The Seed

It was a crisp, sunny morning. A few puffy white clouds painted dancing figures upon the baby blue canvas overhead. A light, warm breeze kissed our faces from the south, the promise of spring. Our teacher walked briskly ahead of us as we struggled to keep up, not sure where we were headed but positive something awesome was in store.

Suddenly, we stopped. The dirt road continued to wind around the glassy sea just below us. Gentle waves lapped on the gray rocks before us as our teacher climbed into a small boat. In the distance, tilled fields sat patiently awaiting the fulfillment of their purpose - bountiful harvests and plentiful crops for their owners in the months to come.

The crowds pushed in as we were instructed to take a seat, everyone trying to get as close as possible to the man who had entranced us with his knowledge, kindness, and wisdom. Then, using the sparkling waters as his amphitheater, he spoke to the multitude:

A farmer went out to sow his seed. As he was scattering the seed, some fell along the path, and the birds came and ate it up. Some fell on rocky places, where it did not have much soil. It sprang up quickly, because the soil was shallow. But when the sun came up, the plants were scorched, and they withered because they had no root. Other seed fell among thorns, which grew up and choked the plants. Still other seed fell on good soil, where it produced a crop—a hundred, sixty or thirty times what was sown. Whoever has ears, let them hear.

He always spoke to us in stories and anecdotes, but it wasn’t until this particular speech that I realized his genius. Our teacher had brought us here for a reason. The location was perfect for all to hear what he had to say – the quiet serenity of the secluded countryside mixed with the amplifying ability of the sea made for the perfect classroom. Not to mention that he was speaking spiritual lessons to us in terms of what we could see and relate to at that moment. It was as if my mind had exploded with the revelation of his intentionality.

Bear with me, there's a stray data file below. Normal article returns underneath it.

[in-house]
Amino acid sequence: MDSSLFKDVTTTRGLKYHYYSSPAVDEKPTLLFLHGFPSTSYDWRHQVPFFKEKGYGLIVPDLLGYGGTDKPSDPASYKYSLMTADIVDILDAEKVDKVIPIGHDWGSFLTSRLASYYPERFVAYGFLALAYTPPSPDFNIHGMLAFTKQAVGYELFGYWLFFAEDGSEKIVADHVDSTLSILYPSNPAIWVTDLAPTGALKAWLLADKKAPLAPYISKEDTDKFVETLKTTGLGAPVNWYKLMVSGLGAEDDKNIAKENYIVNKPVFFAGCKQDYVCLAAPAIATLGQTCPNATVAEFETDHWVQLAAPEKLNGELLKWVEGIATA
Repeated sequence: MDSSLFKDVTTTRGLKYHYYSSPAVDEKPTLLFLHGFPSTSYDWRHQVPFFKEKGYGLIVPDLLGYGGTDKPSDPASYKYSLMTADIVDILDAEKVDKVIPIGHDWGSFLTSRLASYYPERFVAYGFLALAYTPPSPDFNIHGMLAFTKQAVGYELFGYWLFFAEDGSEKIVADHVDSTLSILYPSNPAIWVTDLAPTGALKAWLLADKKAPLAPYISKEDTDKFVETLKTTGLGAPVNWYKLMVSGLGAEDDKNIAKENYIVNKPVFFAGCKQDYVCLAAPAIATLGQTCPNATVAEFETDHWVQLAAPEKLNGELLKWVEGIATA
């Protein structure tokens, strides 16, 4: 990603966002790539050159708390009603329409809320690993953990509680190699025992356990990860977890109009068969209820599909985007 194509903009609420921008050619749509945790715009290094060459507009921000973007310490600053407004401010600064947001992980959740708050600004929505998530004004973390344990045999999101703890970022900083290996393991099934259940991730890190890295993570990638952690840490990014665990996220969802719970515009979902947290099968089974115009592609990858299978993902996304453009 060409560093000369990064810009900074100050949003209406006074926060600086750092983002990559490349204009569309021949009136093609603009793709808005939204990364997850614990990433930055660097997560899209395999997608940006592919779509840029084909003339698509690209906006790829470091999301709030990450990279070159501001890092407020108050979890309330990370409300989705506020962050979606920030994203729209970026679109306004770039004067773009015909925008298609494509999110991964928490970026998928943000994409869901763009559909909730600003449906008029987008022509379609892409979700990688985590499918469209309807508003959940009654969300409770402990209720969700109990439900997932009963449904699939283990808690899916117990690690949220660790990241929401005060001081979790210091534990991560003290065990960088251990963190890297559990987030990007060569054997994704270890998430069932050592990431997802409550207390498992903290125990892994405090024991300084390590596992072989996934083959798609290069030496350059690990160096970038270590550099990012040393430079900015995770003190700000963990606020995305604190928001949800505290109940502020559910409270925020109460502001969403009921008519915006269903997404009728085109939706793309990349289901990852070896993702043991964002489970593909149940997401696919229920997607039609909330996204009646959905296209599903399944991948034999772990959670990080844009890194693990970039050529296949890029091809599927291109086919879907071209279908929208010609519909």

But there was more…

I felt a burning in my heart. Those words our teacher had spoken… what did it mean to me? Was I the farmer or the seed? Or perhaps even one of the birds? Had I heard the Word of the Lord? Had it been deeply rooted in me? Was I snatching the Word away from others? Or was I meant to plant the Word among others?

Everyone listened intently as the teacher continued his parables, but I couldn’t help being distracted by the thoughts he had planted in my own mind. This man had come proclaiming glorious news of the coming of the Kingdom of God, and I had rejoiced and followed after him, eagerly desiring to fill my soul with the good things the teacher had to say. Yet, I hadn’t shared his message with my friends. I hadn’t spoken of his wisdom to my family. I hadn’t even invited a neighbor to come with me to hear the Truth.

I was consumed with inadequacy and shame as the explanation resounded in my ears:

…the seed falling on good soil refers to someone who hears the word and understands it. This is the one who produces a crop, yielding one hundred, sixty or thirty times what was sown.

I snapped out of my introspective trance as our teacher spoke to us once again:

A man scattered seed on the ground. Night and day, whether he sleeps or gets up, the seed sprouts and grows, though he does not know how. All by itself the soil produces grain – first the stalk, then the head, then the full kernel in the head…

I knew then what had to be done. I needed to produce a crop. I needed to be the good seed or the farmer or whatever I could be to spread this great news! There were seeds to be sown and it was my job to sow them. It was all of our jobs to sow them, really. And I wouldn’t waste another moment.

As our teacher finished his lessons and the crowd was dismissed, I headed back down that solitary dirt road toward home, filled with resolve and seeing everything quite differently than before. I would start with my family and then speak to my friends… they all needed to know the good news.

They all needed the seed to be sown in them.

This is an adaptation of Matthew 13:1-23 and Mark 4:1-9, 26-28.